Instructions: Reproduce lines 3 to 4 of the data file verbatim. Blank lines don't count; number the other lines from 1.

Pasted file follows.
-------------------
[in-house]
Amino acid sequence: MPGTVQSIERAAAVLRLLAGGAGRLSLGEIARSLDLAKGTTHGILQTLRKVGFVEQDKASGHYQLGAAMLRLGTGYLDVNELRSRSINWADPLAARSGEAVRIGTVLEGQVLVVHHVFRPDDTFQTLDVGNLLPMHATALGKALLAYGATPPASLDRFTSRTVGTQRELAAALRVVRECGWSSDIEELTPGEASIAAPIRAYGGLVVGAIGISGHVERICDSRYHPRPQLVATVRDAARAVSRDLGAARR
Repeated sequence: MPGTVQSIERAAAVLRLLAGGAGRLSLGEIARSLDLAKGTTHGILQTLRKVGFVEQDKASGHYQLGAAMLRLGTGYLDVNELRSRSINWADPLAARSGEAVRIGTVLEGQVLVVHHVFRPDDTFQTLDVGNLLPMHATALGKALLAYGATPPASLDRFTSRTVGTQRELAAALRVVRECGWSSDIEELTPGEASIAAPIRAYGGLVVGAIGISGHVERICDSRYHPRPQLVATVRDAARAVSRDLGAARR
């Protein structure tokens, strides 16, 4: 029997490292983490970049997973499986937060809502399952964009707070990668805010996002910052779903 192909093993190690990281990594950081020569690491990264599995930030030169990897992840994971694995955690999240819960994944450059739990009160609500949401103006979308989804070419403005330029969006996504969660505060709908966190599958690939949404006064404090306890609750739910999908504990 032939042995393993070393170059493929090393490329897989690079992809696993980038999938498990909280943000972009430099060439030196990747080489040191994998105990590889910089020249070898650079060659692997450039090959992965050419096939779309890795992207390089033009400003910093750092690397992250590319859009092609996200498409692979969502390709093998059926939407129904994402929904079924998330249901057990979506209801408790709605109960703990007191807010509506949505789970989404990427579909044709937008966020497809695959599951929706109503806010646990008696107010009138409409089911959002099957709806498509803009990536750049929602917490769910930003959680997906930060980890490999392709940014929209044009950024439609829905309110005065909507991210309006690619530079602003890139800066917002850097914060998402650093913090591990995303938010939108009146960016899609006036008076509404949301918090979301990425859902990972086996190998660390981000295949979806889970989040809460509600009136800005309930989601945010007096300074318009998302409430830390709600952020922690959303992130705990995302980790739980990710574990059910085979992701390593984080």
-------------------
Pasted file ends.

Repeated sequence: MPGTVQSIERAAAVLRLLAGGAGRLSLGEIARSLDLAKGTTHGILQTLRKVGFVEQDKASGHYQLGAAMLRLGTGYLDVNELRSRSINWADPLAARSGEAVRIGTVLEGQVLVVHHVFRPDDTFQTLDVGNLLPMHATALGKALLAYGATPPASLDRFTSRTVGTQRELAAALRVVRECGWSSDIEELTPGEASIAAPIRAYGGLVVGAIGISGHVERICDSRYHPRPQLVATVRDAARAVSRDLGAARR
């Protein structure tokens, strides 16, 4: 029997490292983490970049997973499986937060809502399952964009707070990668805010996002910052779903 192909093993190690990281990594950081020569690491990264599995930030030169990897992840994971694995955690999240819960994944450059739990009160609500949401103006979308989804070419403005330029969006996504969660505060709908966190599958690939949404006064404090306890609750739910999908504990 032939042995393993070393170059493929090393490329897989690079992809696993980038999938498990909280943000972009430099060439030196990747080489040191994998105990590889910089020249070898650079060659692997450039090959992965050419096939779309890795992207390089033009400003910093750092690397992250590319859009092609996200498409692979969502390709093998059926939407129904994402929904079924998330249901057990979506209801408790709605109960703990007191807010509506949505789970989404990427579909044709937008966020497809695959599951929706109503806010646990008696107010009138409409089911959002099957709806498509803009990536750049929602917490769910930003959680997906930060980890490999392709940014929209044009950024439609829905309110005065909507991210309006690619530079602003890139800066917002850097914060998402650093913090591990995303938010939108009146960016899609006036008076509404949301918090979301990425859902990972086996190998660390981000295949979806889970989040809460509600009136800005309930989601945010007096300074318009998302409430830390709600952020922690959303992130705990995302980790739980990710574990059910085979992701390593984080």